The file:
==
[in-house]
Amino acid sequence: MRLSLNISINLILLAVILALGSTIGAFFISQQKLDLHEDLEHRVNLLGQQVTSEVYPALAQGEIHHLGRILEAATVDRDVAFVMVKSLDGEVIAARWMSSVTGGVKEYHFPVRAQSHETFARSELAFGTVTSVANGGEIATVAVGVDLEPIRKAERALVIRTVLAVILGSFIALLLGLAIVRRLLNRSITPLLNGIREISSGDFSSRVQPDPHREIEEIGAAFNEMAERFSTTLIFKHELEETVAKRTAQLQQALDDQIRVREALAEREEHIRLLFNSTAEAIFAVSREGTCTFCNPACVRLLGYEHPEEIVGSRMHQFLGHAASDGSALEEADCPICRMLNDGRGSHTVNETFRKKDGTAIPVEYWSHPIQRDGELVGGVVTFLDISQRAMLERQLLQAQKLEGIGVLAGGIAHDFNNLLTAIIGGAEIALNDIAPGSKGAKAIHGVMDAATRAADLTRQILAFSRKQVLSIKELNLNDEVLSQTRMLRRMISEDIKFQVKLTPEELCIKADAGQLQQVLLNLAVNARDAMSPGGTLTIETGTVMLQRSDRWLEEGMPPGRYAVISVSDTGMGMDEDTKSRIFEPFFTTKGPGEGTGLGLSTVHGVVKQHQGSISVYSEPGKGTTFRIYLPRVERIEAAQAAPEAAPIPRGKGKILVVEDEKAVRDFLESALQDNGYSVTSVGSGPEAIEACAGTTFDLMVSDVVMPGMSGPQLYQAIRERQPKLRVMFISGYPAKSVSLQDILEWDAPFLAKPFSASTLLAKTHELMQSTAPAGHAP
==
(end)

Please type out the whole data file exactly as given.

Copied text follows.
[in-house]
Amino acid sequence: MRLSLNISINLILLAVILALGSTIGAFFISQQKLDLHEDLEHRVNLLGQQVTSEVYPALAQGEIHHLGRILEAATVDRDVAFVMVKSLDGEVIAARWMSSVTGGVKEYHFPVRAQSHETFARSELAFGTVTSVANGGEIATVAVGVDLEPIRKAERALVIRTVLAVILGSFIALLLGLAIVRRLLNRSITPLLNGIREISSGDFSSRVQPDPHREIEEIGAAFNEMAERFSTTLIFKHELEETVAKRTAQLQQALDDQIRVREALAEREEHIRLLFNSTAEAIFAVSREGTCTFCNPACVRLLGYEHPEEIVGSRMHQFLGHAASDGSALEEADCPICRMLNDGRGSHTVNETFRKKDGTAIPVEYWSHPIQRDGELVGGVVTFLDISQRAMLERQLLQAQKLEGIGVLAGGIAHDFNNLLTAIIGGAEIALNDIAPGSKGAKAIHGVMDAATRAADLTRQILAFSRKQVLSIKELNLNDEVLSQTRMLRRMISEDIKFQVKLTPEELCIKADAGQLQQVLLNLAVNARDAMSPGGTLTIETGTVMLQRSDRWLEEGMPPGRYAVISVSDTGMGMDEDTKSRIFEPFFTTKGPGEGTGLGLSTVHGVVKQHQGSISVYSEPGKGTTFRIYLPRVERIEAAQAAPEAAPIPRGKGKILVVEDEKAVRDFLESALQDNGYSVTSVGSGPEAIEACAGTTFDLMVSDVVMPGMSGPQLYQAIRERQPKLRVMFISGYPAKSVSLQDILEWDAPFLAKPFSASTLLAKTHELMQSTAPAGHAP